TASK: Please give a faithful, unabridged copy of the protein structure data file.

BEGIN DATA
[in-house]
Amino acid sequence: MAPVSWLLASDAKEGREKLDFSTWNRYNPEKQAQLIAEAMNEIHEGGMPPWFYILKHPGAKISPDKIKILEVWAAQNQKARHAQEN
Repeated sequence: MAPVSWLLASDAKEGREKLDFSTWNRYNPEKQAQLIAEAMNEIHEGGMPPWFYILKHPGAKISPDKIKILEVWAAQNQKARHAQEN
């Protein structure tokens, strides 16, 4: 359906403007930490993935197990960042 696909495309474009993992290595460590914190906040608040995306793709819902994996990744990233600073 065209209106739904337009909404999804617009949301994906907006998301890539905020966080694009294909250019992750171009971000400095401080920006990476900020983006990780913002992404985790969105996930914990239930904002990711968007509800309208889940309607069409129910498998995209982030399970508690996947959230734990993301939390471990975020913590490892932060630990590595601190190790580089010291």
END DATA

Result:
[in-house]
Amino acid sequence: MAPVSWLLASDAKEGREKLDFSTWNRYNPEKQAQLIAEAMNEIHEGGMPPWFYILKHPGAKISPDKIKILEVWAAQNQKARHAQEN
Repeated sequence: MAPVSWLLASDAKEGREKLDFSTWNRYNPEKQAQLIAEAMNEIHEGGMPPWFYILKHPGAKISPDKIKILEVWAAQNQKARHAQEN
């Protein structure tokens, strides 16, 4: 359906403007930490993935197990960042 696909495309474009993992290595460590914190906040608040995306793709819902994996990744990233600073 065209209106739904337009909404999804617009949301994906907006998301890539905020966080694009294909250019992750171009971000400095401080920006990476900020983006990780913002992404985790969105996930914990239930904002990711968007509800309208889940309607069409129910498998995209982030399970508690996947959230734990993301939390471990975020913590490892932060630990590595601190190790580089010291």